Additionally one of the components of the Smatco model 140E is a tension winch. This may well be the first tension winch fitted to a supply vessel, although a number have been fitted to semi-submersibles for deep water mooring. The purpose of these tension winches is to always have the first wrap available, and therefore the greatest pulling power. The laws of mechanical advantage result in less pulling power being available at the winch as the drum fills up with wire, as more chain is suspended above the seabed ,and therefore as more weight is put on the system.

 The tension winch is made up of two drums, the first doing the pulling and the second doing to storing. But, to get back to the kiss principle.

 The ship is powerd by 4 EMDs producing a total of 14,000 BHP. The engines are set reassuringly in the after part of the vessel, in direct contrast to the recently reviewed UT720 whose engines are shoehorned almost as an afterthought  into the not very useful space underneath the accommodation. Additionally the exhausts still emerge through the deck just aft of midships, in just the position of the funnels of the early American supply vessels, they are then trunked along the deck, over the top of the stores and then vertically into what the Americans call “North Sea Stacks”. Anyone who has sailed on a gulf supply vessel will recognise the style. North Sea Stacks are not popular in the Gulf of Mexico because they are too noisy. The Europeans of course do not know any better.

CP propellers have been part of the standard equipment in Europe for almost twenty years, so perhaps they can now be considered to be reliable, as can tunnel thusters. The HLX2255 is provided with two of the former and three of the latter giving 2400BHP of thruster power, and in addition to two 2000 Kw shaft generators, a 400Kw and a 190 Kw Caterpillar are fitted.

All this motive power may be controlled by a Simrad joystick which indicates some thought towards the move into deep water, and seems likely to consign to the bin any designs in the US Gulf for deep water supply vessel moorings. Once more, such thinking was part of the North Sea philosophy fifteen years ago witnessed by the presence on the forecastle of two Farstad ME202s a couple of anchors attached to 2000 feet of wire, and never used in anger.

Further complications on board the HLX 2255 are three Triplex Sharks Jaws, possibly the most comprehensive but certainly the most compex of the available wire and chain securing devices currently fitted to the sterns of anchor handlers.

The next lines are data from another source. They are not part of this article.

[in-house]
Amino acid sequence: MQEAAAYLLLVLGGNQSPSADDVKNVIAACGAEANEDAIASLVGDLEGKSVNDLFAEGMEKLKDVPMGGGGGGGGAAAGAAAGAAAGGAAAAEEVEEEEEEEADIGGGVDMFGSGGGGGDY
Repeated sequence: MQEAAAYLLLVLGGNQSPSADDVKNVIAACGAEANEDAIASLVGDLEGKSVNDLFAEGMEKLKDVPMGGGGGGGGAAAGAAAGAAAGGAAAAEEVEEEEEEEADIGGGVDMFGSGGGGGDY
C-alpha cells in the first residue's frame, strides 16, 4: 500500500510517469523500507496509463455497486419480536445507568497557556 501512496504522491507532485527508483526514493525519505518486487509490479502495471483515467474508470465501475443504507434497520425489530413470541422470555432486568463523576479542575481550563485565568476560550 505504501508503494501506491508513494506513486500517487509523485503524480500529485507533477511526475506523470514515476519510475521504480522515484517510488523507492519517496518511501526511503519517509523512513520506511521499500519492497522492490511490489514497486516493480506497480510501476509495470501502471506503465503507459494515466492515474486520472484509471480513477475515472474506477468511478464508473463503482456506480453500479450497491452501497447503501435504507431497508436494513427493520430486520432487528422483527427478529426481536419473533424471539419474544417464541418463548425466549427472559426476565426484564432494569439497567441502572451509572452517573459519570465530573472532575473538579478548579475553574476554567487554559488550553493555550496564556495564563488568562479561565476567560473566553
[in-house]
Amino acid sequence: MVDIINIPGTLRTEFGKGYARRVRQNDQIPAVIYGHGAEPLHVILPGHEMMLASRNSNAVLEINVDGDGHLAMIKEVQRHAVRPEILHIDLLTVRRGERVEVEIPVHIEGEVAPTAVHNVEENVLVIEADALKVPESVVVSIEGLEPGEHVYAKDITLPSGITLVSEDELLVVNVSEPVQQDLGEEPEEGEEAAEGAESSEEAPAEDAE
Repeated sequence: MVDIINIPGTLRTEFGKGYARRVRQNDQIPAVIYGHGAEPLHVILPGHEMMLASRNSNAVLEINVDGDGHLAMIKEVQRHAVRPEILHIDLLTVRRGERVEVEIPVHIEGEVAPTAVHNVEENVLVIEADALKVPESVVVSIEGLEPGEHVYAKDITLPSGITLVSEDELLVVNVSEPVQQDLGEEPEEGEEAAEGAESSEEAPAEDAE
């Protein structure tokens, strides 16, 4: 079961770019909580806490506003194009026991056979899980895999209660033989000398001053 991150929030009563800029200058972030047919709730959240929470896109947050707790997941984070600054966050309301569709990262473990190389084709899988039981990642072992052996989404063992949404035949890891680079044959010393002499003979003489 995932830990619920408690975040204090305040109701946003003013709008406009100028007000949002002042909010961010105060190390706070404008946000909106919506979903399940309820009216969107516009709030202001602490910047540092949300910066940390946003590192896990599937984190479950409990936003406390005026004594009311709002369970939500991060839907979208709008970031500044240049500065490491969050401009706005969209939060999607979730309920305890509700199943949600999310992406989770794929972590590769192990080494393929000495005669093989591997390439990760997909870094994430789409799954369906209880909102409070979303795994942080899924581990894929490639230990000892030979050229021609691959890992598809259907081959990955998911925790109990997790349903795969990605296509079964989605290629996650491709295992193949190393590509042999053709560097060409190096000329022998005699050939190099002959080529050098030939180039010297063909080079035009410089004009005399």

However, regardless of specification, the most important aspect of supply vessel activity is their ability to do the job, and since these anchor-handlers are built to work in deep water, their ability to carry out that particular task. At the present moment numbers of very large vessels designed in Norway are making their way towards long term charters in the southern ocean. In UK, rigs are about to venture out into the Atlantic. If vessel such as the HLX2255 prove themselves in the 5000 to 6000 feet in the Gulf of Mexico we might even see them in the Atlantic in the comparative shallows of 4500 ft.  

Vic Gibson - The Return to Features Click Here.



Deepwater Horizon -The President's Report
Deepwater Horizon - The Progess of the Event

The KULLUK Grounding
The Costa Concordia Report
The Costa Concordia Grounding
The Elgin Gas Leak
The Loss of the Normand Rough
The Bourbon Dolphin Accident
The Loss of the Stevns Power
Another Marine Disaster
Something About the P36
The Cormorant Alpha Accident
The Ocean Ranger Disaster
The Loss of the Ocean Express

The Life of the Oil Mariner
Offshore Technology and the Kursk
The Sovereign Explorer and the Black Marlin

Safety Case and SEMS
Practical Safety Case Development
Preventing Fires and Explosions Offshore
The ALARP Demonstration
PFEER, DCR and Verification
PFEER and the Dacon Scoop
Human Error and Heavy Weather Damage
Lifeboats & Offshore Installations
More about PFEER
The Offshore Safety Regime - Fit for the Next Decade
The Safety Case and its Future
Collision Risk Management
Shuttle Tanker Collisions
A Good Prospect of Recovery

The History of the UT 704
The Peterhead Connection
Goodbye Kiss
Uses for New Ships
Supporting Deepwater Drilling
Jack-up Moving - An Overview
Seismic Surveying
Breaking the Ice
Tank Cleaning and the Environment
More about Mud Tank Cleaning
Tank Cleaning in 2004
Glossary of Terms

An Unusual Investigation
Gaia and Oil Pollution
The True Price of Oil
Icebergs and Anchor-Handlers
Atlantic SOS
The Greatest Influence
How It Used to Be
Homemade Pizza
Goodbye Far Turbot
The Ship Manager
Running Aground
A Cook's Tale
Navigating the Channel
The Captain's Letter

The Sealaunch Project
Ghost Ships of Hartlepool
Beam Him Up Scotty
The Bilbao OSV Conference